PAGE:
Generation Wrecks

     Somewhere in 1987, my friend Chuck and I were hanging out in his unfurnished apartment, waiting for that evening’s episode of Webster to begin, when we saw a TV news broadcast profiling “Generation X.” This was a new media buzzword - a label for the upcoming batch of young adults, who were, as usual, completely different in their values and priorities from their parents. Gen X, it was said, was a disillusioned bunch. They had little or no faith in the future, they had an ironic relationship with our corporate-run culture, and they were emotionally unprepared to cope with the struggles of adulthood. Rather than becoming the next wave of innovators, Generation X, they told us, were far more likely to be found watching the Brady Bunch and thumbing through old comic books. Chuck put down his copy of Richie Rich #118 and looked at me sheepishly.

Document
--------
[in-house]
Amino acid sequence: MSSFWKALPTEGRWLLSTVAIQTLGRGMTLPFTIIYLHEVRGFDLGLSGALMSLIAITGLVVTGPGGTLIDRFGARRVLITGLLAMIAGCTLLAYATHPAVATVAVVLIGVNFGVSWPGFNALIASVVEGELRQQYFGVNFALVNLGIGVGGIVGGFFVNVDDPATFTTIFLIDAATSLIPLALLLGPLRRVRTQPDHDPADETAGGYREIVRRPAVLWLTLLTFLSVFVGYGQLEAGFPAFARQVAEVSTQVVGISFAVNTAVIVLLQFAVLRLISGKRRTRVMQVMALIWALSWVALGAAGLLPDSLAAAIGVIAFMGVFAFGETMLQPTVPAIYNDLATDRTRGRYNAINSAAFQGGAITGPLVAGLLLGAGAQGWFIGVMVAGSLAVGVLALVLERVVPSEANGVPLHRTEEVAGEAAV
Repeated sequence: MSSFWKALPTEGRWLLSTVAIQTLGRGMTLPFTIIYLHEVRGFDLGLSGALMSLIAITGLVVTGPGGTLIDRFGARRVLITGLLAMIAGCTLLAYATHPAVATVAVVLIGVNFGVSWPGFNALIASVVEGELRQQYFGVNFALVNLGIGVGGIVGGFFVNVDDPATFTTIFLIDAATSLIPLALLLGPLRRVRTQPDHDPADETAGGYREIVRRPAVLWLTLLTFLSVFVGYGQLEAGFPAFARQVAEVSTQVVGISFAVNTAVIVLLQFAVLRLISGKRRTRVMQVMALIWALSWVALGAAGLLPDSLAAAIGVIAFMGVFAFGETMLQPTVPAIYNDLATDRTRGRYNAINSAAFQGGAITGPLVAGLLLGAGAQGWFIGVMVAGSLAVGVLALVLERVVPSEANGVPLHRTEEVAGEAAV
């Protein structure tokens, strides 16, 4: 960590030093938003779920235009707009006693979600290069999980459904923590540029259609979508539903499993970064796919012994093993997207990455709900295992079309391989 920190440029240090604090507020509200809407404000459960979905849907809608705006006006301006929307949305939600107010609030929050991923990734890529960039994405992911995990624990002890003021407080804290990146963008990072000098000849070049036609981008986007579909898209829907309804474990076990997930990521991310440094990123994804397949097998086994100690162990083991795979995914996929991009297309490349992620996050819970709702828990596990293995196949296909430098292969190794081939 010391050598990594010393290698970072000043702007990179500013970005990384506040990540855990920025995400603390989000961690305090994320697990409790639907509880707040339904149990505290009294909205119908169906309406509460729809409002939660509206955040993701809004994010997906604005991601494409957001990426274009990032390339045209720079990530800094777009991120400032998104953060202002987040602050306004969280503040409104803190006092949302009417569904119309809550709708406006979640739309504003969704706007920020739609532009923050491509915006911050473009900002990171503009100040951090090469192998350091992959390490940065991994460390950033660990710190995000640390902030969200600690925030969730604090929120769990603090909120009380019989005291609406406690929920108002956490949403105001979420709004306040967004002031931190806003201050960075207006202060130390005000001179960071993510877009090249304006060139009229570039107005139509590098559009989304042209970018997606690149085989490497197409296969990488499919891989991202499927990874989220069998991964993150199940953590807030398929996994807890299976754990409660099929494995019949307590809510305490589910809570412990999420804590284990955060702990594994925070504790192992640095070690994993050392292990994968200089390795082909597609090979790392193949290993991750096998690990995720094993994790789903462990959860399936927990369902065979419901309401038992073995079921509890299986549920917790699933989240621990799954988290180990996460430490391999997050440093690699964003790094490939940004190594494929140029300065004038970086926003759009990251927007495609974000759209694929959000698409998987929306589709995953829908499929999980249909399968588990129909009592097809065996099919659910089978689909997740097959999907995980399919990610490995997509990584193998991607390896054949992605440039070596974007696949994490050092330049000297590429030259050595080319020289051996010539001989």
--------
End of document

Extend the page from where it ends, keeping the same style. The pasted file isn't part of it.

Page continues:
“Where did this ‘Generation X’ stuff come from?” he asked.